Shutting down onsite comments: a comprehensive list of all news organisations


#1

Hello everyone, I’m trying to compile a list of all those news organisations that closed down all comments on their websites. I’d like to gather the name of the publications, when they shut comments down and, ideally, why and what actions they took after that (for example moving comments to their Facebook page).
Can you help me?


Time for Change
Shutting down onsite comments: Meta Discussion and mud pit
#2

Just wanted to add that I’m aiming to gather the names of those who have shut down comments entirely, not just on some topics.

So far I have on the list:


#3

A few others:

Motherboard, Oct 2015 http://motherboard.vice.com/read/im-on-twitter-too

Boston.com, not sure of the date but it was fairly recently that it redesigned without comments

Hipertextual, Apr 2016 http://hipertextual.com/2016/04/anuncio-comentarios-comunidad


#4

#5

More suggestions gathered by the community on Twitter:


#6

The Establishment launched without comments last year.

Quartz launched in 2012 without a commenting option and added one later.

Tablet Magazine began charging to comment in February 2015.


#7

I believe this news site http://www.wmur.com/ disabled comments in March 2016. Not a very large site, but it was particularly interesting because some of their community voluntarily migrated over to Disqus.com and created their own channel (I do support at Disqus which is why I noticed).


#8

When South Africa’s News24 site shut down comments last year the then editor Andrew Trench wrote this piece explaining why.

Also in South Africa, [BDlive]((http://www.bdlive.co.za) where I used to work, also seems to have shut down comments. Not sure why though.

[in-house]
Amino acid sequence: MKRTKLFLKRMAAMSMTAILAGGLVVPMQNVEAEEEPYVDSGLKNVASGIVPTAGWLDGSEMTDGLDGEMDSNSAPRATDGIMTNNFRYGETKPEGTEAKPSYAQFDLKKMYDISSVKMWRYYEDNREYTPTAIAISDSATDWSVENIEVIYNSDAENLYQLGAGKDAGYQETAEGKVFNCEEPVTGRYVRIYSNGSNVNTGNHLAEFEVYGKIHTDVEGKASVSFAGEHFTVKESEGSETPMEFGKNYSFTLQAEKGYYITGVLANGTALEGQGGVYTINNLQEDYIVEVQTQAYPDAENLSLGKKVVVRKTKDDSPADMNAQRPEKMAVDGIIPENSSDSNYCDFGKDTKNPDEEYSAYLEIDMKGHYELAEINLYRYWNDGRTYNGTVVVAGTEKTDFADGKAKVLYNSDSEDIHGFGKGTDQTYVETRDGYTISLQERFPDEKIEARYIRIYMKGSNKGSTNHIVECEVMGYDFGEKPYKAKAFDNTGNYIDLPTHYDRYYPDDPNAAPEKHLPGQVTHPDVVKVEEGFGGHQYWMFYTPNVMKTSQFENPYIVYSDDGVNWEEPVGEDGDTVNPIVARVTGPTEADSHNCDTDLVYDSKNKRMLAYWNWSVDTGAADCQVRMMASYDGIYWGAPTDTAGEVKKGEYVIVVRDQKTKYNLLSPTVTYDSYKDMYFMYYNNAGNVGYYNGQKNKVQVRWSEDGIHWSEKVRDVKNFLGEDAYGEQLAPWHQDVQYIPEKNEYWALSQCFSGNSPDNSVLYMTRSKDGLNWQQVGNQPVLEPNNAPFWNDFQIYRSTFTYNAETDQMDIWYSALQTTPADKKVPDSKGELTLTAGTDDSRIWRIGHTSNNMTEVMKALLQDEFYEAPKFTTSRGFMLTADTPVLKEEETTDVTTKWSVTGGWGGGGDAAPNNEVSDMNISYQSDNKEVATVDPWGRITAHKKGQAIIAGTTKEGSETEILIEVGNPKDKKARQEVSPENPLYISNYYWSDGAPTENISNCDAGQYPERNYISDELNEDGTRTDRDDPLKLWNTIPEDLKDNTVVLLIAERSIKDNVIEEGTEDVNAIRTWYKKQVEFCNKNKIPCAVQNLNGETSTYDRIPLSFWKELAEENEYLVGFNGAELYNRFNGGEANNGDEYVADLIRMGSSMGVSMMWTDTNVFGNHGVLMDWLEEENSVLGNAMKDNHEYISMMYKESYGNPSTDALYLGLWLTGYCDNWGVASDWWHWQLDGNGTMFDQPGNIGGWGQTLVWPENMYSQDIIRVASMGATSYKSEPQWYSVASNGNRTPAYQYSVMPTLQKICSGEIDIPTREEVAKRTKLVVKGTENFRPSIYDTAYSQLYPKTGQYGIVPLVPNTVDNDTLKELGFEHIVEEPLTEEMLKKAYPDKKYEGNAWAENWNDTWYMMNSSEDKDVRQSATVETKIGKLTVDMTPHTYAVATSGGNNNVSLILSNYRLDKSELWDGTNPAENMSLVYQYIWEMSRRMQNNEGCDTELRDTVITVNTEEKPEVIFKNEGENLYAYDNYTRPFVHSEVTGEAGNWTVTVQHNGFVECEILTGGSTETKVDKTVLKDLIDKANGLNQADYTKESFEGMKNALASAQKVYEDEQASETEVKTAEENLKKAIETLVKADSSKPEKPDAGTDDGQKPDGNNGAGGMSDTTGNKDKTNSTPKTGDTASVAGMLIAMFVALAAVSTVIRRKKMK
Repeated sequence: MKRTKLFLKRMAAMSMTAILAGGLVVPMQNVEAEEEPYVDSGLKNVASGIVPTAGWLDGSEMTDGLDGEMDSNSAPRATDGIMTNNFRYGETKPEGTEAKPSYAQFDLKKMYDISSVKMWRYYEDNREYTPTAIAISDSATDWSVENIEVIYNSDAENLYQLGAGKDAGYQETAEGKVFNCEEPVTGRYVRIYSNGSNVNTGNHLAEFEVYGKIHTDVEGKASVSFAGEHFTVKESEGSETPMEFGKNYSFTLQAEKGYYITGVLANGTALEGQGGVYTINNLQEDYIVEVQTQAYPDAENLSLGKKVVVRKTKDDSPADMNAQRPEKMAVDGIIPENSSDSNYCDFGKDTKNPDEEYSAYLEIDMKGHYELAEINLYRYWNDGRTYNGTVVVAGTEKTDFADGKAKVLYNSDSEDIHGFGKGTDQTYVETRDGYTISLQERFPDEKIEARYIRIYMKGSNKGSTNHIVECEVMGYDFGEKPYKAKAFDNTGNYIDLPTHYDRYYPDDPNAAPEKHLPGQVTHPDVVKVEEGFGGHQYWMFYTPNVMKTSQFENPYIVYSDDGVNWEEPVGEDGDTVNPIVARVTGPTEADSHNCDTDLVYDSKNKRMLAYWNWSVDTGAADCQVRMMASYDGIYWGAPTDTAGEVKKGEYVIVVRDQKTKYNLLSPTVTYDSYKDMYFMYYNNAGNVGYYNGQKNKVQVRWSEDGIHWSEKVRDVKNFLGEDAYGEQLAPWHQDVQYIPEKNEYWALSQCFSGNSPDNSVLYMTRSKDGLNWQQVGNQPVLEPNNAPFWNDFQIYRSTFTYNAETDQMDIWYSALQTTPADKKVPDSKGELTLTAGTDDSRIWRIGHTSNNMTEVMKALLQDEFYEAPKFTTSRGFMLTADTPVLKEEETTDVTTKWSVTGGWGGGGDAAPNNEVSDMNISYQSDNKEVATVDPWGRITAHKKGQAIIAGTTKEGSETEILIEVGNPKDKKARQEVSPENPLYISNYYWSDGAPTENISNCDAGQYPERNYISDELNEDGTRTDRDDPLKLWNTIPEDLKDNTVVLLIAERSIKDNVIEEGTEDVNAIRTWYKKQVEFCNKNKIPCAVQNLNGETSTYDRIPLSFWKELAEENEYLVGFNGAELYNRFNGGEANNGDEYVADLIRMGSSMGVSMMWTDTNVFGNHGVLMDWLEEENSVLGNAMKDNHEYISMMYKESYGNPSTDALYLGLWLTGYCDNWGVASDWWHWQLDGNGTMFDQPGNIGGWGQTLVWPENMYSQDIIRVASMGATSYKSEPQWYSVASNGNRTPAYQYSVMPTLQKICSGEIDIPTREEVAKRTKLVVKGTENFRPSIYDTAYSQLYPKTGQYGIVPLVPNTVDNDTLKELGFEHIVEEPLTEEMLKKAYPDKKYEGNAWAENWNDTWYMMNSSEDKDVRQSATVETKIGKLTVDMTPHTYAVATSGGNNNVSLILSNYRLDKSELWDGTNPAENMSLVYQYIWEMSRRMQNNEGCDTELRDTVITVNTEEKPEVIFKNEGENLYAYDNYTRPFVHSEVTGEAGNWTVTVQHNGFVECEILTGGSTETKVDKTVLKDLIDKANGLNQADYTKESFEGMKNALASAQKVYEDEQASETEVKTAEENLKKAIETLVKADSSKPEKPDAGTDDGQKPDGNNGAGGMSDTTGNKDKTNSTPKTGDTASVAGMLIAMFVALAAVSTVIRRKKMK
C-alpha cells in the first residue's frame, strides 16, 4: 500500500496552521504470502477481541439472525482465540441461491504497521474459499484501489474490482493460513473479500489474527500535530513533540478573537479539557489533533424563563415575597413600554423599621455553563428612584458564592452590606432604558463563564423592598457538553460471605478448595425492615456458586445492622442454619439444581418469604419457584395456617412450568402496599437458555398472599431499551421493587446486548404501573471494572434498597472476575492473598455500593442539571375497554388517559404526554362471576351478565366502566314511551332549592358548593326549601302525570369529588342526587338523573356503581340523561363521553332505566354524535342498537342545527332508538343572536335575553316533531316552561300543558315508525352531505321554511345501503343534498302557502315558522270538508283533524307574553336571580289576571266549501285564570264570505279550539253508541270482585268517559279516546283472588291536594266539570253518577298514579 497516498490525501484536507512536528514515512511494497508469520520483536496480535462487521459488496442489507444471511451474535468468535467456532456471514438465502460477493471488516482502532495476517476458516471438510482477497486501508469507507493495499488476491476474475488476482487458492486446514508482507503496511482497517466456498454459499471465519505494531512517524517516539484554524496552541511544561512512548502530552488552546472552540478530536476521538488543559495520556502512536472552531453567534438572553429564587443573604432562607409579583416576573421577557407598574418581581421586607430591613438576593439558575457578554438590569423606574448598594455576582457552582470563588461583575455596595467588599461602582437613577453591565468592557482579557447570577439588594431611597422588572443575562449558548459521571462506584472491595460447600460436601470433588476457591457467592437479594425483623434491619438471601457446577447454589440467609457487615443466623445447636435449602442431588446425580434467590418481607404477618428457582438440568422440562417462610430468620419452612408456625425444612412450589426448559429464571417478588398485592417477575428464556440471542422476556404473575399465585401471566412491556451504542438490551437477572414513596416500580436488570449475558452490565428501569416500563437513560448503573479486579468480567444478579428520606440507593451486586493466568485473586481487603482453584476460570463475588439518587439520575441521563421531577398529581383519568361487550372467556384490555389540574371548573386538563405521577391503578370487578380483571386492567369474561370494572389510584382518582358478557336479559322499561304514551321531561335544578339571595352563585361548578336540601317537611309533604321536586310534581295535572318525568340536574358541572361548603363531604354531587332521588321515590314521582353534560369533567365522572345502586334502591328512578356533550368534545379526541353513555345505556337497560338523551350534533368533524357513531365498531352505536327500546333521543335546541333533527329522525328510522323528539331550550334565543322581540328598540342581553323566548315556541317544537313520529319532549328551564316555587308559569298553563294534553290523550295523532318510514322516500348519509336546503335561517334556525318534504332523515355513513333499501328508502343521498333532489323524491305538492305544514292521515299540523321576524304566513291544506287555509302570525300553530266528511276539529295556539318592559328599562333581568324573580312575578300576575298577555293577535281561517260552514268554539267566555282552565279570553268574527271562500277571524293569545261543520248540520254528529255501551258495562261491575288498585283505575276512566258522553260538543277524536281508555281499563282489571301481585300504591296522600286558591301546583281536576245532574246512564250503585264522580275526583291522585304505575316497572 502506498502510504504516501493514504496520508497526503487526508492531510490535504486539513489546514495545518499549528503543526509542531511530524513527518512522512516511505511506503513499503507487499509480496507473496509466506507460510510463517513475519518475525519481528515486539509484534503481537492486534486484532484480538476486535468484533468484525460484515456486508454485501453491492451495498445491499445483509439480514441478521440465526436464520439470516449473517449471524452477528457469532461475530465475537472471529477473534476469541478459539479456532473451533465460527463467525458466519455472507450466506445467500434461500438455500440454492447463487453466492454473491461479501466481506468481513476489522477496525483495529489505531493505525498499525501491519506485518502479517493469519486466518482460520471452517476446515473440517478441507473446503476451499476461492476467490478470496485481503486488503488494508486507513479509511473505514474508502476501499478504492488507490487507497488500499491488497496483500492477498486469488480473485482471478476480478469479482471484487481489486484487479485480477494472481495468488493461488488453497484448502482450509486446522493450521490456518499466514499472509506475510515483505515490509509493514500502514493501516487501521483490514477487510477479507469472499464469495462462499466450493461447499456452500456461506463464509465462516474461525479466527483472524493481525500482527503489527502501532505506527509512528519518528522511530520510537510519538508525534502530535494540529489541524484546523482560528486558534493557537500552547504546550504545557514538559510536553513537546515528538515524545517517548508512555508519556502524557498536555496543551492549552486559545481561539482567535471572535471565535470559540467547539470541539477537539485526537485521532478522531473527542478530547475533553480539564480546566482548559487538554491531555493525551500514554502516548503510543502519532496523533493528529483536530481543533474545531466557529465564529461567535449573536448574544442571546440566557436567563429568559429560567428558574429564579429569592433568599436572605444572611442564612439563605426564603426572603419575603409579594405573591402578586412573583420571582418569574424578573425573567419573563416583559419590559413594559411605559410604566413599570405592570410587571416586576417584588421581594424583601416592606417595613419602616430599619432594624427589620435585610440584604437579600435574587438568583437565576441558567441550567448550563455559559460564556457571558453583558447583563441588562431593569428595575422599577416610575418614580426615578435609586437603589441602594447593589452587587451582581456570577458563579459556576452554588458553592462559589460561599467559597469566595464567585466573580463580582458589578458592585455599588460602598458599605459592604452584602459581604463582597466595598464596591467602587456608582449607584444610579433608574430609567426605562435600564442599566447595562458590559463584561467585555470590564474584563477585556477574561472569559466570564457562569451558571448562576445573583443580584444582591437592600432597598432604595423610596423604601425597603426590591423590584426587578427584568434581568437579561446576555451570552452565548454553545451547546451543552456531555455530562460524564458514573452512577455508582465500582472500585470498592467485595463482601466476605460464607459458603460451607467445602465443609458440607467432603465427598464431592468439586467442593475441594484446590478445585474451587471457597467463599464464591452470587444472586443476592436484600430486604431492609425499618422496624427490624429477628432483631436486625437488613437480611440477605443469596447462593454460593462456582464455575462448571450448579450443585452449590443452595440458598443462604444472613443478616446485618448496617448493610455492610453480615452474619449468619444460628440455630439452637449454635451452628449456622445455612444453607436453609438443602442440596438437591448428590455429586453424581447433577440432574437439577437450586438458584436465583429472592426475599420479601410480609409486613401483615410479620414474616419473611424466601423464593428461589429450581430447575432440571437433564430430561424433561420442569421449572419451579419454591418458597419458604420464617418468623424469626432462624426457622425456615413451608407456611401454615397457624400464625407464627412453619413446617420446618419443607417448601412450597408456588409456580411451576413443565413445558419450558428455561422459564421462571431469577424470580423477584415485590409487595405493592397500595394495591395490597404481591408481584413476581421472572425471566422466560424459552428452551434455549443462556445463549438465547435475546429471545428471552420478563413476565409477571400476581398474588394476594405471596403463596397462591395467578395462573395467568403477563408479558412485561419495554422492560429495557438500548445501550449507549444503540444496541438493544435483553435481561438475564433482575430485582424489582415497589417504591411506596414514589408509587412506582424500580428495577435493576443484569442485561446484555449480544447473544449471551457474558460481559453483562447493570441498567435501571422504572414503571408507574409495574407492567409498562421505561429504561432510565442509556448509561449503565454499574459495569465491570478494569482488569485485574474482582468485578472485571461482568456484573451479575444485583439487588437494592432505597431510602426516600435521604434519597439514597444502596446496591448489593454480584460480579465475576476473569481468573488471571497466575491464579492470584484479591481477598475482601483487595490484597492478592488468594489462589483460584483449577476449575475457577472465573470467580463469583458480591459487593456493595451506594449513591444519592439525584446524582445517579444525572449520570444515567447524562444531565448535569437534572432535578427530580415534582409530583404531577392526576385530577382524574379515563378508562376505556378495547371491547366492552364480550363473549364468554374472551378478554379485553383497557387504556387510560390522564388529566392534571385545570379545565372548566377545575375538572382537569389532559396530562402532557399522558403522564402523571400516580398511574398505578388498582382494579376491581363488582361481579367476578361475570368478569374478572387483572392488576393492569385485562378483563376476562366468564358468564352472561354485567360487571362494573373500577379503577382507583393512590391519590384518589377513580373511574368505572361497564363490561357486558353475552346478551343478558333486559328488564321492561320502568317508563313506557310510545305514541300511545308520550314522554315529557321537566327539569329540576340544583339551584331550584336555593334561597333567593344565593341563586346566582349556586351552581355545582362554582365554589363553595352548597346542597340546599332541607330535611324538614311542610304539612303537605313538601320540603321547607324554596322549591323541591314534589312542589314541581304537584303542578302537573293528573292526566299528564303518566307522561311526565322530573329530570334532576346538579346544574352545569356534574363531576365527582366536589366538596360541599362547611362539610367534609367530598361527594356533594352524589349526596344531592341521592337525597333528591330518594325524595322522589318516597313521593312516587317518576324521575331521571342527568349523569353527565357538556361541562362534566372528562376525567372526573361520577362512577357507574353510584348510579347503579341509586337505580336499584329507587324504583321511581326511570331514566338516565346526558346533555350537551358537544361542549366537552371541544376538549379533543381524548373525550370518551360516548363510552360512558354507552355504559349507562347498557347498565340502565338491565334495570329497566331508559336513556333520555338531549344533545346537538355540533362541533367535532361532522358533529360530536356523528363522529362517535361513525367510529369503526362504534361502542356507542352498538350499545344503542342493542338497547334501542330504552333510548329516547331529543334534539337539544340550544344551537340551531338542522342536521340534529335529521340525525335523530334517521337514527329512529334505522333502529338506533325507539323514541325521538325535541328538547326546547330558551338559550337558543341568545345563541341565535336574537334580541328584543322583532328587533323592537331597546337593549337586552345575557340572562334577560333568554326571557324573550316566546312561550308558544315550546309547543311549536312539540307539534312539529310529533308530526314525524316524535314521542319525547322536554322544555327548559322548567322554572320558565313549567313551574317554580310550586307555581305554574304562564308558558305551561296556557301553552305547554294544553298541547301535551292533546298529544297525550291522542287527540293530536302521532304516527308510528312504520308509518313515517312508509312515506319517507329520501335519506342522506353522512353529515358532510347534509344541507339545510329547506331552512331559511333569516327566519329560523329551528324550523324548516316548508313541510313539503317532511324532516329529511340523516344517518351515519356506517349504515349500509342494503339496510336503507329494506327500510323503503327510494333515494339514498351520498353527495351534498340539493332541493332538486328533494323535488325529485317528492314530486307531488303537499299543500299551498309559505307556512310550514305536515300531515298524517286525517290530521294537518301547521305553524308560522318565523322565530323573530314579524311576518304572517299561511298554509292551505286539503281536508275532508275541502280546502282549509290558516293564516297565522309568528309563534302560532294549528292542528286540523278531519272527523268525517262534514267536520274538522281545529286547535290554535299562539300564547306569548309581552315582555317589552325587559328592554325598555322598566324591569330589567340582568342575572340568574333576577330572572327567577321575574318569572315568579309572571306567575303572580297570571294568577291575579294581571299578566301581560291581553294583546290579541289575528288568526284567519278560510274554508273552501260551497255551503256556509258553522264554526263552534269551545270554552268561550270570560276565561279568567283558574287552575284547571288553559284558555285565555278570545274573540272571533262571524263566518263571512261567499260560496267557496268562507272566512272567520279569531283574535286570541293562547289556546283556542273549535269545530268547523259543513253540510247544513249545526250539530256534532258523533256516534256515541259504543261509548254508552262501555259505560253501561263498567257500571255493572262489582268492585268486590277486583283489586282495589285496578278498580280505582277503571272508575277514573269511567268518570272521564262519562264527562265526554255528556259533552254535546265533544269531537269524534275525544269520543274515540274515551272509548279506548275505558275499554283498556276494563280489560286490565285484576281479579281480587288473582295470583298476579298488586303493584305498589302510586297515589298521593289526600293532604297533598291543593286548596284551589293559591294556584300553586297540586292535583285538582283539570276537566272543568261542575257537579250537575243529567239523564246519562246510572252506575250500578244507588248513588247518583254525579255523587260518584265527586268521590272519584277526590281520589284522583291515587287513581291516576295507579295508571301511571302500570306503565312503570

In South Africa, the level of racial invective in comments can be extraordinarily high so I suspect, faced with limited resources to moderate them, publications take an understandable decision to withdraw them entirely.


#9

This is a common reaction. Some commenters did the same for Above the law: https://disqus.com/home/channel/atlsurrogate/top/. But I am quite sure that those channels do not have a very long life span, because the connection to the articles is missing. It might work, if they have a small group of mods, who create a thread as soon as a new article is published (maybe chatbots could take care of such a task :robot:). But even then, I assume a high probability for the community to die.

Does anyone know of a community that has survived and lives well after the comment section has been closed?


#10

Hi @fedecherubini,

South Africa’s Daily Maverick announced the closure of their comments section in January 2016.

IOL (also South African) said they were turning off comments in October 2015. And @stevematthewson has already pointed out that South Africa’s biggest news site News24 shut theirs off in September 2015.

This piece from Nieman Lab provides links to seven news organisations which have also closed comment sections. They are Mashable, Recode, Mic, The Week, Reuters, the Chicago Sun-Times and Popular Science (some of which are already listed in comments above).

Will post another comment if I can think of any more examples.


#11

Not exactly a news organisation, but Marc Maron’s recent WTFPod website redesign removed the comments section.


#12

Hi @fedecherubini,

in March of last year, one of Slovenia’s leading newspapers - Dnevnik - shutdown its bellow-the-fold-comments feature on it’s site https://www.dnevnik.si. The reasons were three-fold:

  1. The implementation of the metered paywall, that opened up many technical and editorial issues with the paper’s legacy user system and UGC policies;

  2. The state is prepairing a law that will put a much greater responsibility on the media for sanctioning the free-reign commenting under their online articles - a place of vile debate, harassment, …

  3. (connected to the second) The paper’s editorial board was willing to try out an alternative approach to UGC, where you still get to reply to a specific post, but before your post is seen public, it has to first be confirmed by the board. That includes a check of your identity, as per Slovene media law and a real name policy. When the post does appear public, it is posted as a post on its own, equivalent to editorial articles, with bespoke permalink, reply option, sharing options … not just a sorry block of text below-the-fold. This would later enable to display them with feeds, in search, … and enable doing analytics on UGC.